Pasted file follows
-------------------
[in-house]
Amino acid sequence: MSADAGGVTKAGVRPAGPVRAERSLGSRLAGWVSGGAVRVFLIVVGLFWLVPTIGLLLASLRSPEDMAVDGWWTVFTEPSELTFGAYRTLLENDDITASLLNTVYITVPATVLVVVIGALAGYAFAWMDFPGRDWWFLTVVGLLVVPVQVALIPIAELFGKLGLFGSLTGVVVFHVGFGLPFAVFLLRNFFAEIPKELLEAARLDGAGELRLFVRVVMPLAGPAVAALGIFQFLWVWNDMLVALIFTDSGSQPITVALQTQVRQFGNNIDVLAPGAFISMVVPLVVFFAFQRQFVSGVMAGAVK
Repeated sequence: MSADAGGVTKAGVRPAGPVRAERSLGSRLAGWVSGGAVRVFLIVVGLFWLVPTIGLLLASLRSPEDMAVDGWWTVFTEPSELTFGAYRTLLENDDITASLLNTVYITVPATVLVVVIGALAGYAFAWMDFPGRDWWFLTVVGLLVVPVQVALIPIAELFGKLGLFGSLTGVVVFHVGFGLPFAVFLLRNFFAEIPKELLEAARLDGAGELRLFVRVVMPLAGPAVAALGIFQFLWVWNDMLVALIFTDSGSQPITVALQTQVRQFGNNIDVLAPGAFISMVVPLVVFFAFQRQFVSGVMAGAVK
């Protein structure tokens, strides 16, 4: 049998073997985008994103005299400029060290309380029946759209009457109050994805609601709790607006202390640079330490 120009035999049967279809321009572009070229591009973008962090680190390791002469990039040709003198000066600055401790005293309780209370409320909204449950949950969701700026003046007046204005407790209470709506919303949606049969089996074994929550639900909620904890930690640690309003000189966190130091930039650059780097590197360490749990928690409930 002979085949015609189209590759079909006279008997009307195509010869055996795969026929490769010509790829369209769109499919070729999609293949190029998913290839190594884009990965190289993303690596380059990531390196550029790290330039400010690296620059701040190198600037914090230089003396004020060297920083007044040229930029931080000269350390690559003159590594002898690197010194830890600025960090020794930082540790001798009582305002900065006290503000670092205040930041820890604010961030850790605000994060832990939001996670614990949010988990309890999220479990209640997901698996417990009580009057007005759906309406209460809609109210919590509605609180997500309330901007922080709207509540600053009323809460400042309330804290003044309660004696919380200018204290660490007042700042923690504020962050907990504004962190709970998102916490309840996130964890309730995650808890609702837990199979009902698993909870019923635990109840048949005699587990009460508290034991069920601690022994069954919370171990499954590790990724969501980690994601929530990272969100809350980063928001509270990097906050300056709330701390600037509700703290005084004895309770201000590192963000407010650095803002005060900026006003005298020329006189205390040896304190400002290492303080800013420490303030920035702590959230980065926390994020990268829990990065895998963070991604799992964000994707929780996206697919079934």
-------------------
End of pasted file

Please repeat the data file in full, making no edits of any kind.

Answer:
[in-house]
Amino acid sequence: MSADAGGVTKAGVRPAGPVRAERSLGSRLAGWVSGGAVRVFLIVVGLFWLVPTIGLLLASLRSPEDMAVDGWWTVFTEPSELTFGAYRTLLENDDITASLLNTVYITVPATVLVVVIGALAGYAFAWMDFPGRDWWFLTVVGLLVVPVQVALIPIAELFGKLGLFGSLTGVVVFHVGFGLPFAVFLLRNFFAEIPKELLEAARLDGAGELRLFVRVVMPLAGPAVAALGIFQFLWVWNDMLVALIFTDSGSQPITVALQTQVRQFGNNIDVLAPGAFISMVVPLVVFFAFQRQFVSGVMAGAVK
Repeated sequence: MSADAGGVTKAGVRPAGPVRAERSLGSRLAGWVSGGAVRVFLIVVGLFWLVPTIGLLLASLRSPEDMAVDGWWTVFTEPSELTFGAYRTLLENDDITASLLNTVYITVPATVLVVVIGALAGYAFAWMDFPGRDWWFLTVVGLLVVPVQVALIPIAELFGKLGLFGSLTGVVVFHVGFGLPFAVFLLRNFFAEIPKELLEAARLDGAGELRLFVRVVMPLAGPAVAALGIFQFLWVWNDMLVALIFTDSGSQPITVALQTQVRQFGNNIDVLAPGAFISMVVPLVVFFAFQRQFVSGVMAGAVK
């Protein structure tokens, strides 16, 4: 049998073997985008994103005299400029060290309380029946759209009457109050994805609601709790607006202390640079330490 120009035999049967279809321009572009070229591009973008962090680190390791002469990039040709003198000066600055401790005293309780209370409320909204449950949950969701700026003046007046204005407790209470709506919303949606049969089996074994929550639900909620904890930690640690309003000189966190130091930039650059780097590197360490749990928690409930 002979085949015609189209590759079909006279008997009307195509010869055996795969026929490769010509790829369209769109499919070729999609293949190029998913290839190594884009990965190289993303690596380059990531390196550029790290330039400010690296620059701040190198600037914090230089003396004020060297920083007044040229930029931080000269350390690559003159590594002898690197010194830890600025960090020794930082540790001798009582305002900065006290503000670092205040930041820890604010961030850790605000994060832990939001996670614990949010988990309890999220479990209640997901698996417990009580009057007005759906309406209460809609109210919590509605609180997500309330901007922080709207509540600053009323809460400042309330804290003044309660004696919380200018204290660490007042700042923690504020962050907990504004962190709970998102916490309840996130964890309730995650808890609702837990199979009902698993909870019923635990109840048949005699587990009460508290034991069920601690022994069954919370171990499954590790990724969501980690994601929530990272969100809350980063928001509270990097906050300056709330701390600037509700703290005084004895309770201000590192963000407010650095803002005060900026006003005298020329006189205390040896304190400002290492303080800013420490303030920035702590959230980065926390994020990268829990990065895998963070991604799992964000994707929780996206697919079934």